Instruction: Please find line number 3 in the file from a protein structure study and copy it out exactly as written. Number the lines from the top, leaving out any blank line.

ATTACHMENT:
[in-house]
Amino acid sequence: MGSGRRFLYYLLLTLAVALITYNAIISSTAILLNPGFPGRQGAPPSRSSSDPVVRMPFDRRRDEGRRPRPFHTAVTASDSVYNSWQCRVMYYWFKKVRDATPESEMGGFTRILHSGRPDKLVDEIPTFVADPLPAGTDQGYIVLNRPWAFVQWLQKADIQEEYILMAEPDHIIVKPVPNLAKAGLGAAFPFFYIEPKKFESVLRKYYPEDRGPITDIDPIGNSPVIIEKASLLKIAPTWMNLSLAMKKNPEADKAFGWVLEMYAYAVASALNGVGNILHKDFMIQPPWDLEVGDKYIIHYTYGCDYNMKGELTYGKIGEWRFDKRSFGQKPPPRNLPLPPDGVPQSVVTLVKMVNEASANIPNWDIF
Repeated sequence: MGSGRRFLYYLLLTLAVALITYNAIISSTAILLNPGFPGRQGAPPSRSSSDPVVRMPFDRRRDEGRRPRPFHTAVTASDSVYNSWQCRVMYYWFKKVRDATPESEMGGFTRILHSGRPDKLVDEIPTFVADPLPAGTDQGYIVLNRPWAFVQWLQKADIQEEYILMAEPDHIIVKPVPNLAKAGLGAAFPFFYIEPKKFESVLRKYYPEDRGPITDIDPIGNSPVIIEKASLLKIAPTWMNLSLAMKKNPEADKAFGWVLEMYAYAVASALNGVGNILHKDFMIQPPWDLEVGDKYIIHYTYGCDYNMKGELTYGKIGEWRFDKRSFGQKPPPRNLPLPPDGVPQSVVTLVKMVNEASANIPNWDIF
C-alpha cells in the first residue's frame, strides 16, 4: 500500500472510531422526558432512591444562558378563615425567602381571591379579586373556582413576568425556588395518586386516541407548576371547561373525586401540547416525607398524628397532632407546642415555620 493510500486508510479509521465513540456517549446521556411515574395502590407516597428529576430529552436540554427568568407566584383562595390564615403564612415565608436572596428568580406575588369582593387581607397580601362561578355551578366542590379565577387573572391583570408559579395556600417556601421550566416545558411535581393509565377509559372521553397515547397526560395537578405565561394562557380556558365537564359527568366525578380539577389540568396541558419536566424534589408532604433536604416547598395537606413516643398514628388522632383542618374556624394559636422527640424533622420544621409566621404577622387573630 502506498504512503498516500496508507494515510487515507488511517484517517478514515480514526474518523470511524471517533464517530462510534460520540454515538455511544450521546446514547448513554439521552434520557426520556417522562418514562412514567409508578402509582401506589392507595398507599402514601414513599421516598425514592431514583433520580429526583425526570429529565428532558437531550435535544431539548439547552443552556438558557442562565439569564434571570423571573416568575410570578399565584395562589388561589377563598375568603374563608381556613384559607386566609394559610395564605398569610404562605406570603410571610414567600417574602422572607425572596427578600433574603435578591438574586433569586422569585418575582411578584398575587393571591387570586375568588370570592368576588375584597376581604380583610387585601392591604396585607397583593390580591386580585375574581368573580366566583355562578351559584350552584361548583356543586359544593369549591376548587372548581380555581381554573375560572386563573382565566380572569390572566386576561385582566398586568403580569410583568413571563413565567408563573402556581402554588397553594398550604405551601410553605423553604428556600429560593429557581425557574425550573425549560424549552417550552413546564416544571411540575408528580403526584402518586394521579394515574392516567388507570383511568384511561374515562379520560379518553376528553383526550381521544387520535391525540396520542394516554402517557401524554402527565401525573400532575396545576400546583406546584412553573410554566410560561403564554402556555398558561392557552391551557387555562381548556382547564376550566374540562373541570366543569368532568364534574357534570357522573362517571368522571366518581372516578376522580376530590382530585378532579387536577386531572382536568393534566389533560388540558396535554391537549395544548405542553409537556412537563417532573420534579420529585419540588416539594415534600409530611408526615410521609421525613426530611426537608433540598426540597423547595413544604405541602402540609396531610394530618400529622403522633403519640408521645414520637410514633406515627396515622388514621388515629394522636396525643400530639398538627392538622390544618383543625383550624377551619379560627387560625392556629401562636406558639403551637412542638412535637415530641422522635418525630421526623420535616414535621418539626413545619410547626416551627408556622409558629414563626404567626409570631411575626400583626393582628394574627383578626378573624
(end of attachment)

Repeated sequence: MGSGRRFLYYLLLTLAVALITYNAIISSTAILLNPGFPGRQGAPPSRSSSDPVVRMPFDRRRDEGRRPRPFHTAVTASDSVYNSWQCRVMYYWFKKVRDATPESEMGGFTRILHSGRPDKLVDEIPTFVADPLPAGTDQGYIVLNRPWAFVQWLQKADIQEEYILMAEPDHIIVKPVPNLAKAGLGAAFPFFYIEPKKFESVLRKYYPEDRGPITDIDPIGNSPVIIEKASLLKIAPTWMNLSLAMKKNPEADKAFGWVLEMYAYAVASALNGVGNILHKDFMIQPPWDLEVGDKYIIHYTYGCDYNMKGELTYGKIGEWRFDKRSFGQKPPPRNLPLPPDGVPQSVVTLVKMVNEASANIPNWDIF